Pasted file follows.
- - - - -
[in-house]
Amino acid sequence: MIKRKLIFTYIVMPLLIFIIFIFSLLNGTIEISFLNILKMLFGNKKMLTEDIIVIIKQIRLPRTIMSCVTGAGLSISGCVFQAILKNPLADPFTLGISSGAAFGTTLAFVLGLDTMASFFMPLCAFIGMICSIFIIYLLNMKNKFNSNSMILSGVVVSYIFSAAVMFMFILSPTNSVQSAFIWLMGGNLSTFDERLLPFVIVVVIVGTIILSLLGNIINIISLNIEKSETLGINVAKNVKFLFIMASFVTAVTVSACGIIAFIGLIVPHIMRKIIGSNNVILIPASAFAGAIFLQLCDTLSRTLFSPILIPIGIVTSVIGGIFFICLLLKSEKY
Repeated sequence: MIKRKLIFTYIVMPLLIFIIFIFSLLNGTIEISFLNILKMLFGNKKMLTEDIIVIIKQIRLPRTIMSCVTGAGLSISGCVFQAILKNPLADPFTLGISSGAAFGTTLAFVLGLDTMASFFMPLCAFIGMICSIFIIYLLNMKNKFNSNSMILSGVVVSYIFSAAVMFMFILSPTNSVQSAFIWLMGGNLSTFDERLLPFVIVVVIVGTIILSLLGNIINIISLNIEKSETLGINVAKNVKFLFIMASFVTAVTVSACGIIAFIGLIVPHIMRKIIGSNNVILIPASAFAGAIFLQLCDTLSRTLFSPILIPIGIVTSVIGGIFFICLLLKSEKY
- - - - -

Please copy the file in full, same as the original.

[in-house]
Amino acid sequence: MIKRKLIFTYIVMPLLIFIIFIFSLLNGTIEISFLNILKMLFGNKKMLTEDIIVIIKQIRLPRTIMSCVTGAGLSISGCVFQAILKNPLADPFTLGISSGAAFGTTLAFVLGLDTMASFFMPLCAFIGMICSIFIIYLLNMKNKFNSNSMILSGVVVSYIFSAAVMFMFILSPTNSVQSAFIWLMGGNLSTFDERLLPFVIVVVIVGTIILSLLGNIINIISLNIEKSETLGINVAKNVKFLFIMASFVTAVTVSACGIIAFIGLIVPHIMRKIIGSNNVILIPASAFAGAIFLQLCDTLSRTLFSPILIPIGIVTSVIGGIFFICLLLKSEKY
Repeated sequence: MIKRKLIFTYIVMPLLIFIIFIFSLLNGTIEISFLNILKMLFGNKKMLTEDIIVIIKQIRLPRTIMSCVTGAGLSISGCVFQAILKNPLADPFTLGISSGAAFGTTLAFVLGLDTMASFFMPLCAFIGMICSIFIIYLLNMKNKFNSNSMILSGVVVSYIFSAAVMFMFILSPTNSVQSAFIWLMGGNLSTFDERLLPFVIVVVIVGTIILSLLGNIINIISLNIEKSETLGINVAKNVKFLFIMASFVTAVTVSACGIIAFIGLIVPHIMRKIIGSNNVILIPASAFAGAIFLQLCDTLSRTLFSPILIPIGIVTSVIGGIFFICLLLKSEKY